Pacific Countries Urged to Be Cautious Over Seabed Mineral Exploration

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Suva, Fiji – With interest in the region for seabed mineral exploration intensifying, Dr. Russell Howorth, Director SPC/SOPAC Division has sounded a cautionary note during his opening remarks at the International Workshop on Environmental Management Needs for Exploration and Exploitation of Deep Seabed Minerals now taking place in Nadi from November 29 through December 2.

He noted that this interest was not only within the sovereign 200 mile Exclusive Economic Zone (EEZ) of Pacific Island countries, but also within international waters.

The workshop is being jointly organised by SOPAC, a division of SPC and the International Seabed Authority (ISA) to focus attention on seabed mineral exploration and to establish environmental needs in developing deep-sea mining strategies.

ISA has been mandated with signatories of 162 countries to manage the mineral resources of the international seabed beyond areas under national jurisdiction.

[(l-r)  Fiji’s Mininster for Works, Transport and Public Utilities, Colonel Timoci Lesi Natuva, Dr. Russell Howorth, Mr. Nii Allotey Odunton]

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The importance of the workshop was highlighted with the presence of Mr. Nii Allotey Odunton, Secretary General of the International Seabed Authority who was accorded Fijian welcome ceremonies at the beginning of the proceedings.

Dr. Howorth said in relation to this economic opportunity for Pacific Island countries, “we should move forward with a precautionary approach to ensure that the interest of our people and future generations have an environment that is protected.”

The Secretary General, in his remarks, said that the ISA had already taken steps to augment the international community’s knowledge base in order to facilitate adequate protection from mining, reinforcing Mr. Howorth’s words.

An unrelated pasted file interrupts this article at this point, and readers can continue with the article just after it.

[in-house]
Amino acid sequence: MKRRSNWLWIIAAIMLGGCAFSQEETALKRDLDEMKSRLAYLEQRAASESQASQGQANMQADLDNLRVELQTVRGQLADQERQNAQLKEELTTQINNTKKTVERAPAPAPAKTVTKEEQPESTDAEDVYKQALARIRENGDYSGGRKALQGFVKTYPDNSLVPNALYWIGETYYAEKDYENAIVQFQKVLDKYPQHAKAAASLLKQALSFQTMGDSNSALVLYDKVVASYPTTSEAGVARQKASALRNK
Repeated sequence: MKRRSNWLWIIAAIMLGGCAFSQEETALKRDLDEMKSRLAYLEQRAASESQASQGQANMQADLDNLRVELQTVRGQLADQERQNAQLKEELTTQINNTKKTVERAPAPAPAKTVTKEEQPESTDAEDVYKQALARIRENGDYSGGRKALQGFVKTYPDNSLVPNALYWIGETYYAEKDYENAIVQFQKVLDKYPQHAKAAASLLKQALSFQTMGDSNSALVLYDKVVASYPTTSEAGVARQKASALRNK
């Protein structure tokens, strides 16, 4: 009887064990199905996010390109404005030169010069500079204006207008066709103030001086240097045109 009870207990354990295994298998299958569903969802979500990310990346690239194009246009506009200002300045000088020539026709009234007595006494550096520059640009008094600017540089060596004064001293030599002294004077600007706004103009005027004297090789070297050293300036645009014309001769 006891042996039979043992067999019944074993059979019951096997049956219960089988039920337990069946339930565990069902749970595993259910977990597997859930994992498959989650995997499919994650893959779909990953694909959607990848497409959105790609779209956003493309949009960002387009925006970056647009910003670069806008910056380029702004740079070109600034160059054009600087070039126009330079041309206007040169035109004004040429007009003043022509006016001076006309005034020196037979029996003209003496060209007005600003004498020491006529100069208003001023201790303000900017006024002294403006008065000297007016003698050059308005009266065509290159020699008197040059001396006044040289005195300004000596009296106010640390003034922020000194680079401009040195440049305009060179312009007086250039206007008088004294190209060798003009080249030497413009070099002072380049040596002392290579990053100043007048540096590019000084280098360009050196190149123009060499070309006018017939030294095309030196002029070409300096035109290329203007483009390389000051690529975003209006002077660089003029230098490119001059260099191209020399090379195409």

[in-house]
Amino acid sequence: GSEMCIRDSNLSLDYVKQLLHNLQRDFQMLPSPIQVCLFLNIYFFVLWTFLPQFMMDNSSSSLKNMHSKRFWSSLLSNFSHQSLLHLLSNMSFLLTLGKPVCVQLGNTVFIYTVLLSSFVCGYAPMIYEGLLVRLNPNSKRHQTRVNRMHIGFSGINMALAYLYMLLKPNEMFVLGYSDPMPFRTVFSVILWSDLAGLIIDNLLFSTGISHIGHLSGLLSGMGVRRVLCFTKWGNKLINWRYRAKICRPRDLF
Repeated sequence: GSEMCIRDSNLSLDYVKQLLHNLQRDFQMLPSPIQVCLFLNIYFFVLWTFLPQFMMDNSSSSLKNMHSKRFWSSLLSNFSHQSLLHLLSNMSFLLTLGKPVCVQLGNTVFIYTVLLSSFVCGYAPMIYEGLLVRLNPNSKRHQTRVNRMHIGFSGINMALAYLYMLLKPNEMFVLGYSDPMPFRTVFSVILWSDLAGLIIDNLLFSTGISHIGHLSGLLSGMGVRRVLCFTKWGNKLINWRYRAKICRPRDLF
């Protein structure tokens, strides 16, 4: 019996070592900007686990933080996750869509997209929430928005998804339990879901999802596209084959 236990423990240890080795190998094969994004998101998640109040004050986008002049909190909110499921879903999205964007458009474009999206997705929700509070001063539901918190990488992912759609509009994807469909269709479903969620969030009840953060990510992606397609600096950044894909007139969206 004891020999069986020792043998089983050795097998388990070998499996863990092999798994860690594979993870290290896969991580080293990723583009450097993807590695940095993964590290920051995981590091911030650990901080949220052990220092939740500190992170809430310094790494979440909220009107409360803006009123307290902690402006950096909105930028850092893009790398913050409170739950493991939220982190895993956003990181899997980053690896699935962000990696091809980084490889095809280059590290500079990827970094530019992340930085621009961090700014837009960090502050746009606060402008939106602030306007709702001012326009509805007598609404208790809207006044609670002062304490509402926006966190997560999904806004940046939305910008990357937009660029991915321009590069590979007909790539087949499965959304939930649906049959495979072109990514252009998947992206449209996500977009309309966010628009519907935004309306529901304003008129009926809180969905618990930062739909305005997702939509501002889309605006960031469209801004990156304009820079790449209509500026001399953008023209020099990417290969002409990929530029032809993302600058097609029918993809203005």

Mr. Odunton expects the Authority to begin work on drafting an Exploitation Code to include the requirement for an Environmental Impact Assessment next year.

Dr. Howorth said that recent developments emphasize the importance of addressing environmental issues including, but not limited to, the establishment of marine protected areas where no mining would be permitted.

He said issuance of a mining lease to Nautilus Minerals in Papua New Guinea in January this year is expected to result in the world’s first deep sea mining venture in 2013 as an indication of the emerging reality of this new economic development in the Pacific region.

Furthermore the ISA Council in July of this year approved plans of work for exploration in the International Seabed Area (‘the Area”) to two companies that are being sponsored by Nauru and Tonga.

Nauru Ocean Resources Incorporation (NORI) in Nauru and Tonga Offshore Mining Limited (TOML) in Tonga, are those sponsored.  

Fiji’s Minister for Works, Transport and Public Utilities, Colonel Timoci Lesi Natuva told participants that Fiji has recently issued exploration licenses for work in its EEZ to two foreign companies:  Nautilus Minerals and the Korea Ocean Resources Development Institute (KORDI).

And he reminded delegates of the words of the late Tongan novelist and poet Epeli Hau’ofa “that Oceania is a sea of islands as opposed to islands in a far sea, “with a wealth of ocean resources binding us together and giving us the potential to prosper economically in a holistic manner.”

Dr. Howorth said he was sure “we will hear during this workshop that other Pacific island countries have expressed their interest in submitting applications to the ISA for exploration licenses in international waters, as well as moving forward within their EEZs.

“Therefore it is vital that Pacific island countries work towards developing their national legal frameworks to regulate emerging new economic deep seabed mineral exploration and exploitation.”